On 15th July 2019, almost unnoticed amid the sound and fury of the Conservative leadership contest, the Department for Transport issued a public consultation on proposals to require, via an amendment to the building regulations, all new homes to be fitted with electric vehicle charging points. The proposal forms part of the government's Road to Zero strategy which aims to "clean up road transport" by moving to zero emission road vehicles. This is, of course, all in line with the Government's recent commitment to achieve net zero carbon emissions by 2050, which was significantly bolstered by the passing by Parliament in June 2019 of a statutory instrument made under the Climate Change Act 2008 effectively enshrining that commitment in law.
What does the proposed amendment to the building regulations mean for developers?
The move will come as no surprise to developers. Increasingly local authorities have in recent years, been introducing requirements for electric vehicle charging points in new residential developments through the planning process. Looked at from a developer's point of view, this is just another development cost that needs to be taken into account in the development appraisal. The addition of the cost of charging points will have the effect of slightly reducing the monies left available to satisfy the local planning authority's "wish list" of things that might be secured under a s106 agreement. But, if carried through, there would be, for the first time, a requirement as a matter of law, as opposed to policy, to provide electrical charging points.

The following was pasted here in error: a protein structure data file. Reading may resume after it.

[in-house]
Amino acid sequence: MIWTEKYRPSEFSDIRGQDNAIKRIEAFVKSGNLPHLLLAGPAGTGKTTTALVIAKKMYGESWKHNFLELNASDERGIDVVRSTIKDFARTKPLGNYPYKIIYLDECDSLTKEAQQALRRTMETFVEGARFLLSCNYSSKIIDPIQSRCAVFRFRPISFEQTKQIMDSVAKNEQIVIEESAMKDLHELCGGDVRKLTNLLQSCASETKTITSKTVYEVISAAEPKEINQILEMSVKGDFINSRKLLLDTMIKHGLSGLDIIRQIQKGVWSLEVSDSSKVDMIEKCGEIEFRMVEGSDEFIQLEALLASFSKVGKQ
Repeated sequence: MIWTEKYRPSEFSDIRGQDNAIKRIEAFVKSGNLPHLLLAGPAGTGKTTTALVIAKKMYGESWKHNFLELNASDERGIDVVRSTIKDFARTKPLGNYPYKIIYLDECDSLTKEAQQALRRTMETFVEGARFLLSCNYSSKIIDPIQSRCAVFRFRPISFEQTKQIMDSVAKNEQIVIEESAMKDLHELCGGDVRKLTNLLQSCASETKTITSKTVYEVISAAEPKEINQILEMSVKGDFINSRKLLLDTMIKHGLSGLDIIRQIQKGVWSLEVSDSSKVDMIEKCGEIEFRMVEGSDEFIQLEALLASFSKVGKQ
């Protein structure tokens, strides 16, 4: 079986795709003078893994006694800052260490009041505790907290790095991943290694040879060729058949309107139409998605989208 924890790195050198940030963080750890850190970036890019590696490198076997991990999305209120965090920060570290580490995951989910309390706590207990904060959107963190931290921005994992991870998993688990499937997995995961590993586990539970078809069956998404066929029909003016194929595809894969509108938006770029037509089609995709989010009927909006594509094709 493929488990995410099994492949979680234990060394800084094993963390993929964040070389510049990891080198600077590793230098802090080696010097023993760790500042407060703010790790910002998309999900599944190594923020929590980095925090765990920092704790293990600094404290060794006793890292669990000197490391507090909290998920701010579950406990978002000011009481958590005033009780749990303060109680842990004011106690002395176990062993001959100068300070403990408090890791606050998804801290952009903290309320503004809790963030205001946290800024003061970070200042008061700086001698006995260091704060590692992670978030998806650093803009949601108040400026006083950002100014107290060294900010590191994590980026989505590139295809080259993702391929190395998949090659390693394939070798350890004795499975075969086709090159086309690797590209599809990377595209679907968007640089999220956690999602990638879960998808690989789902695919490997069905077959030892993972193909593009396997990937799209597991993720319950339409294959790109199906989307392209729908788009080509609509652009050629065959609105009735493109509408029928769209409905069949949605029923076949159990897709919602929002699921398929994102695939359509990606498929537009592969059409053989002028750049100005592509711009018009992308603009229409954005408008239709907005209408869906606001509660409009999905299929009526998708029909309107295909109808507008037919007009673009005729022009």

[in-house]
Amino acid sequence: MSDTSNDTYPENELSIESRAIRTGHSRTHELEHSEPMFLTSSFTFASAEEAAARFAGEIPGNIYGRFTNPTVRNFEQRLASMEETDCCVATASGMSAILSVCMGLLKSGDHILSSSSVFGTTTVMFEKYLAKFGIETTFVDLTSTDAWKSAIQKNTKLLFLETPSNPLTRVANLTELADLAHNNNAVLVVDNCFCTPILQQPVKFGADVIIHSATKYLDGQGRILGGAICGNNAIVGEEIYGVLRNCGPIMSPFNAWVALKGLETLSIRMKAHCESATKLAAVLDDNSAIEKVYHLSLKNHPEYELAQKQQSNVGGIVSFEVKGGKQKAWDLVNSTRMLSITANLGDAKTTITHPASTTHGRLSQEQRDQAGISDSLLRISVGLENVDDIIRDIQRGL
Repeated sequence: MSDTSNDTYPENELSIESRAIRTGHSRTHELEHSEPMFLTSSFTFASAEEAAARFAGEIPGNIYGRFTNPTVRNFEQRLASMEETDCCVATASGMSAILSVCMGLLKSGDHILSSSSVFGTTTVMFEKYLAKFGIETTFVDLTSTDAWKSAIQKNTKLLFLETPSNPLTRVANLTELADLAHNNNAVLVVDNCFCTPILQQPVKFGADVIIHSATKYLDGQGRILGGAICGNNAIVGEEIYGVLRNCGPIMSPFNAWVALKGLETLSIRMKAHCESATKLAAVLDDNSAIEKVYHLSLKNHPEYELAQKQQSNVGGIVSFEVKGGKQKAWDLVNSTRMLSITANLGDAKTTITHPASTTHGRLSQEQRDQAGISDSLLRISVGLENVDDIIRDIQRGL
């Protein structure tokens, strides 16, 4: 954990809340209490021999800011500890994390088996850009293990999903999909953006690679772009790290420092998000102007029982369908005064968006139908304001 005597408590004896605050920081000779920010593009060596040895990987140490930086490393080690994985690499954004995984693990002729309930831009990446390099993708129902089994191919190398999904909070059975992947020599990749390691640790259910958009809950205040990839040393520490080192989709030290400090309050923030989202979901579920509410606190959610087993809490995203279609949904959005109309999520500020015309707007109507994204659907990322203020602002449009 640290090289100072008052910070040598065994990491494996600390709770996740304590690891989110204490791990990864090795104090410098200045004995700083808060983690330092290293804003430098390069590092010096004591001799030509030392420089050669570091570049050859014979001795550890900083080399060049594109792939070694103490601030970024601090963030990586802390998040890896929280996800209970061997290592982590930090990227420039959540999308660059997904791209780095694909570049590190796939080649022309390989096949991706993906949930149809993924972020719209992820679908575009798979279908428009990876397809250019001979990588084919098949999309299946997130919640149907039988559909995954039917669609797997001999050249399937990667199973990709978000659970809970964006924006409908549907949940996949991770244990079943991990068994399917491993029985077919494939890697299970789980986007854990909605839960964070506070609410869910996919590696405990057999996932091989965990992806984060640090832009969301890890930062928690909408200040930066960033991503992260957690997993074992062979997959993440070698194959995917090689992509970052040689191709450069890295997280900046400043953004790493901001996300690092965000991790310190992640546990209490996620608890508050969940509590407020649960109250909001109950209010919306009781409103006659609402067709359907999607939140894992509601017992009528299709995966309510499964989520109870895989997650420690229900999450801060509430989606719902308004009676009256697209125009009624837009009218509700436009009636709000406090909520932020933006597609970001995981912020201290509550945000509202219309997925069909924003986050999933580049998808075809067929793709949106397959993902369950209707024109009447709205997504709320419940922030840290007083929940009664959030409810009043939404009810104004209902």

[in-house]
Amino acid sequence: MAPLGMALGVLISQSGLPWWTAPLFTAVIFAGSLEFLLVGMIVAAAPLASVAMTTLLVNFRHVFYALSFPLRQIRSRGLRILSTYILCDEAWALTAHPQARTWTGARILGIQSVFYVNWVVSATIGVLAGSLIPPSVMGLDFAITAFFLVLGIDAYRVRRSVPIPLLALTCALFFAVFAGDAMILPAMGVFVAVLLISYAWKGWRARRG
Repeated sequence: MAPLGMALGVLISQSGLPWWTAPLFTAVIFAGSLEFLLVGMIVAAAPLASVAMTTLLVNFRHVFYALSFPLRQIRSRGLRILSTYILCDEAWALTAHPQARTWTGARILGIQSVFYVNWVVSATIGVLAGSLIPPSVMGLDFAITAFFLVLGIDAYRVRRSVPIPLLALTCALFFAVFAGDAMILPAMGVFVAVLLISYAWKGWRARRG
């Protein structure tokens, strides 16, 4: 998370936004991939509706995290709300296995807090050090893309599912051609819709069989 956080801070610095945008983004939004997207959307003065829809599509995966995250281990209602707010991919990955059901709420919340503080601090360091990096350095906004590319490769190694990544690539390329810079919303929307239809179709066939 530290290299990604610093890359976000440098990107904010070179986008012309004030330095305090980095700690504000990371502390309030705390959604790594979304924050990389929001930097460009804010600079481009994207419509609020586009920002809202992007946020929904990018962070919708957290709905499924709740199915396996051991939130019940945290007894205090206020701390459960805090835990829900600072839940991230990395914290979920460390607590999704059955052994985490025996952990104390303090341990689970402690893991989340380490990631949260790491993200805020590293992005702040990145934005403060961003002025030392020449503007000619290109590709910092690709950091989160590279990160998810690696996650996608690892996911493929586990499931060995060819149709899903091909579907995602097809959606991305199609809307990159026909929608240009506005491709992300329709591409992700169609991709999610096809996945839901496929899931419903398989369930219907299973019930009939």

From an environmental perspective, the initiative is to be welcomed. But it is not without its problems. Firstly, it is not clear how the policy would apply to houses that do not have off-street parking spaces. (It would clearly be a major safety issue to have a cable across the pavement outside every house!) Nor is it clear how it could easily be applied to blocks of flats or to conversions of offices to flats under Schedule 2 Part 3 Class O of the Town and Country Planning (General Permitted Development) (England) Order 2015 (the 2015 Order), which are becoming more widespread. In neither case is a dedicated parking space per flat guaranteed. Indeed, especially in locations close to public transport links, the provision of parking spaces tends to be actively discouraged through restraint-based planning polices.